Leaving a long-held, cherished job is not easy. Even with a new dream job in-hand, cutting the cord that connects you to a place you have become part of can be one of the most difficult challenges you ever face in your career. While there is no surefire method, the steps below reflect lessons from the experience of those who have been successful in so doing.
To quit, follow the steps below in order and as precisely as you possibly can. Make sure first, though, that you have really decided to quit and that it is not just a ploy to get your employer to talk you in to staying and giving you a raise. If you want an offer to stay (even though when you announce and then decide to stay it is likely that management will from then on question your loyalty and motives which may be a fatal blow to a thriving upward progression) then this is not the method to follow.
- Remember that you need to be loyal first to yourself, not to your employer or your colleagues no matter how much they have done for you up to now. Almost everyone thinks their own departure will be more catastrophic for their organization, its employees, and its customers than it will really be. Any one of us in virtually any position leaves a hole upon departure about the size of the hole left in a pitcher of water when a clenched fist is pulled out from it.
- Come up with three iron-clad reasons that explain why you have decided to quit. Any more than three leaves you open to having the weakest refuted allowing your employer to claw their way back to convincing you to stay, and their instinct will be to try to talk you into doing exactly that. Memorize your three reasons and become glib with them.
- Say out-loud that you are leaving and why, over and over again, in front of a mirror so you will have heard and felt yourself speak the words in a safe and unemotional setting. The last thing you want at the moment of truth is for a tear to come to your eye or for your lip to quiver. Practice quitting to a few close friends, family, and advisers. Ask them to help you state your points more firmly, with more authority, with less emotion, and to tighten up the message.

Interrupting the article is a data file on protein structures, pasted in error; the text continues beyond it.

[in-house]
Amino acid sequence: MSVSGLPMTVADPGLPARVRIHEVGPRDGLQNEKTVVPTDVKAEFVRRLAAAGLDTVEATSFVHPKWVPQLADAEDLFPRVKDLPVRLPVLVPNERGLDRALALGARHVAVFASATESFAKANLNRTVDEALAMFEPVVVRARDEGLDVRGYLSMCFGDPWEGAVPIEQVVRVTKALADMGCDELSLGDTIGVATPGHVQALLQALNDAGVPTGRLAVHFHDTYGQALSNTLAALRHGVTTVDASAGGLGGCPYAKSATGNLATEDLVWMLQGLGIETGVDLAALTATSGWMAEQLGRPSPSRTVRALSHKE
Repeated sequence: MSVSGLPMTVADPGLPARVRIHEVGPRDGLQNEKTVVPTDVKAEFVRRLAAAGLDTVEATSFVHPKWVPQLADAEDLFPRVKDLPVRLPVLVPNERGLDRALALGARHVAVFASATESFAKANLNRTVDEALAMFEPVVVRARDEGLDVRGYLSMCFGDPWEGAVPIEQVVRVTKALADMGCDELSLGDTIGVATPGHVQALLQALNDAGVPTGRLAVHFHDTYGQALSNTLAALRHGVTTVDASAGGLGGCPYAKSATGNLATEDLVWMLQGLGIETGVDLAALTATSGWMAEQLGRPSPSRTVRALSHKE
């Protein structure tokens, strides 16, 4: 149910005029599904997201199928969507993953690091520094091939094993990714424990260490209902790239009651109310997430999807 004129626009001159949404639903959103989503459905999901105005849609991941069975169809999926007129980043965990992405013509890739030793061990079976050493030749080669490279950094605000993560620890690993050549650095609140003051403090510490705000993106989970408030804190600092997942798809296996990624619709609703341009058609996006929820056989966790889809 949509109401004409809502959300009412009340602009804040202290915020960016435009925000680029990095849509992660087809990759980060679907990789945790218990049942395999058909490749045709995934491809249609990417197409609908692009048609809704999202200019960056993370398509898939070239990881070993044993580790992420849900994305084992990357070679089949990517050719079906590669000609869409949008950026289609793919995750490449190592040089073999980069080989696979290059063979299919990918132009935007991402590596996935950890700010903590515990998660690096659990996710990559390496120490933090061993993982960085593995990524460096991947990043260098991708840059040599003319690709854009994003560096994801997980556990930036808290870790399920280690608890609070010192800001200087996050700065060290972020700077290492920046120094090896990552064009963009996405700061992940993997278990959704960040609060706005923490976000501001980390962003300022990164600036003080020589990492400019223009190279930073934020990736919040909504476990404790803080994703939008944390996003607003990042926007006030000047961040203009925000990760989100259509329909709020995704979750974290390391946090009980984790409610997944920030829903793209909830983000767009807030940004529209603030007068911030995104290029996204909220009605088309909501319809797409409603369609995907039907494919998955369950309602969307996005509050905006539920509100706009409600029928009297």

- A day or so ahead of announcing, do something to manifest your decisionto leave; for example, exercise and sell all of your vested stock options, take your favorite knickknacks out of the office, give up your parking space, or something along these lines to convince yourself and to show colleagues and management that you really have checked out.
- Set up a time to speak with your manager; ideally in-person but electronically if it is the only option. Use the departure letter template to draft your resignation letter that says:
- You resign as of a specific date to pursue a specific other opportunity.
- You have strong positive feelings for your time at the organization.
- You are committed to do all you can to orchestrate a smooth transition.
- At the start of your meeting, hand over the signed letter and allow time for your manager to read and absorb its contents. Offer to talk through the three reasons why you are quitting and explain what you have already done to mentally and physically check-out. When s/he attacks your reasons for leaving it is important to say exactly this: “I appreciate you helping me to rethink my decision but it is my decision to leave”.
- What will follow is a gradual progression through a series of predictable stages of acceptance: shock, denial, pain, anger, bargaining, depression, and finally acceptance. Stay calm and help orchestrate the progression through the stages until acceptance is reached.
Peter DiGiammarino is a professional CEO, professor, and author with 30+ years of success leading public, private, private-equity-owned, and venture-capital-backed software and services firms. He consistently helps leaders, top teams, and organizations achieve their full potential to perform and grow in the name of IntelliVen.